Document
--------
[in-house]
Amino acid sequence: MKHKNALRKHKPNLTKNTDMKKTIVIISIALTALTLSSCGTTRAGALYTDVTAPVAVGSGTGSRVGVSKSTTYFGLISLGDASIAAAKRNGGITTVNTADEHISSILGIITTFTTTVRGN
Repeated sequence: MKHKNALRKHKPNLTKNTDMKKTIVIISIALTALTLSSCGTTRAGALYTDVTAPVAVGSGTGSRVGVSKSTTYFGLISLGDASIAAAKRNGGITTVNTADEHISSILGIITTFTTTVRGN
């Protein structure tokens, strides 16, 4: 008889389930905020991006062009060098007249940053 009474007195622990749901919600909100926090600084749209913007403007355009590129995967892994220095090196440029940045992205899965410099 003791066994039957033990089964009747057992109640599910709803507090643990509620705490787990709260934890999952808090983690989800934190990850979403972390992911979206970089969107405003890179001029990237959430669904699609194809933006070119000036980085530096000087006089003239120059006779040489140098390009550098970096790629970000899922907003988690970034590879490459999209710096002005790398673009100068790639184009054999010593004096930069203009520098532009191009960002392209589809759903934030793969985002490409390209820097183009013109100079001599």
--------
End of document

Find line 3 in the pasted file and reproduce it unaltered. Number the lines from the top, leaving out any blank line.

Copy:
Repeated sequence: MKHKNALRKHKPNLTKNTDMKKTIVIISIALTALTLSSCGTTRAGALYTDVTAPVAVGSGTGSRVGVSKSTTYFGLISLGDASIAAAKRNGGITTVNTADEHISSILGIITTFTTTVRGN